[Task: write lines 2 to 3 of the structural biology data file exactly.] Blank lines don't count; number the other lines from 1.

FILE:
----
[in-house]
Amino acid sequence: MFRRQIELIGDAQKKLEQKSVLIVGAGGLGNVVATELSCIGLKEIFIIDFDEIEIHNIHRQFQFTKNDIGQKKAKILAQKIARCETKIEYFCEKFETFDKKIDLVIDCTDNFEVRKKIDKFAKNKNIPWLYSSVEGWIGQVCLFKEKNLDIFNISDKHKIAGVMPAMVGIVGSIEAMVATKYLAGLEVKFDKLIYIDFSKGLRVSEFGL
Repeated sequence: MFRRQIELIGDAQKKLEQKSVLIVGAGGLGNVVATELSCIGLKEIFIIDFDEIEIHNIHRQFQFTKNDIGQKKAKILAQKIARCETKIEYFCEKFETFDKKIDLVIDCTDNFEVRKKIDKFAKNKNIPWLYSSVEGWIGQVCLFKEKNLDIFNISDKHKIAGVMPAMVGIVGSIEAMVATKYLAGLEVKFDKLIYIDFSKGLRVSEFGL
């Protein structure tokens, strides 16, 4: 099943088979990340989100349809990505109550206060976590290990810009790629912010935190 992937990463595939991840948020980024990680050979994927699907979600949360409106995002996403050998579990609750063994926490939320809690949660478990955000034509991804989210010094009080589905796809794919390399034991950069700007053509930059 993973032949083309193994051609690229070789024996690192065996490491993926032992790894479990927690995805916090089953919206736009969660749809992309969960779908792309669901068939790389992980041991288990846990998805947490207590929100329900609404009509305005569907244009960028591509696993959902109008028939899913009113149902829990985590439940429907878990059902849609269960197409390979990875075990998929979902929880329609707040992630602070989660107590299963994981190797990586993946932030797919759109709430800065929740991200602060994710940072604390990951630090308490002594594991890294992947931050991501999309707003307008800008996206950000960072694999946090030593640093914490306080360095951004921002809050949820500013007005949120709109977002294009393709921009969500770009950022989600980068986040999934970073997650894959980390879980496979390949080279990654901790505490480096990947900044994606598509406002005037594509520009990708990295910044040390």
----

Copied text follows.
Amino acid sequence: MFRRQIELIGDAQKKLEQKSVLIVGAGGLGNVVATELSCIGLKEIFIIDFDEIEIHNIHRQFQFTKNDIGQKKAKILAQKIARCETKIEYFCEKFETFDKKIDLVIDCTDNFEVRKKIDKFAKNKNIPWLYSSVEGWIGQVCLFKEKNLDIFNISDKHKIAGVMPAMVGIVGSIEAMVATKYLAGLEVKFDKLIYIDFSKGLRVSEFGL
Repeated sequence: MFRRQIELIGDAQKKLEQKSVLIVGAGGLGNVVATELSCIGLKEIFIIDFDEIEIHNIHRQFQFTKNDIGQKKAKILAQKIARCETKIEYFCEKFETFDKKIDLVIDCTDNFEVRKKIDKFAKNKNIPWLYSSVEGWIGQVCLFKEKNLDIFNISDKHKIAGVMPAMVGIVGSIEAMVATKYLAGLEVKFDKLIYIDFSKGLRVSEFGL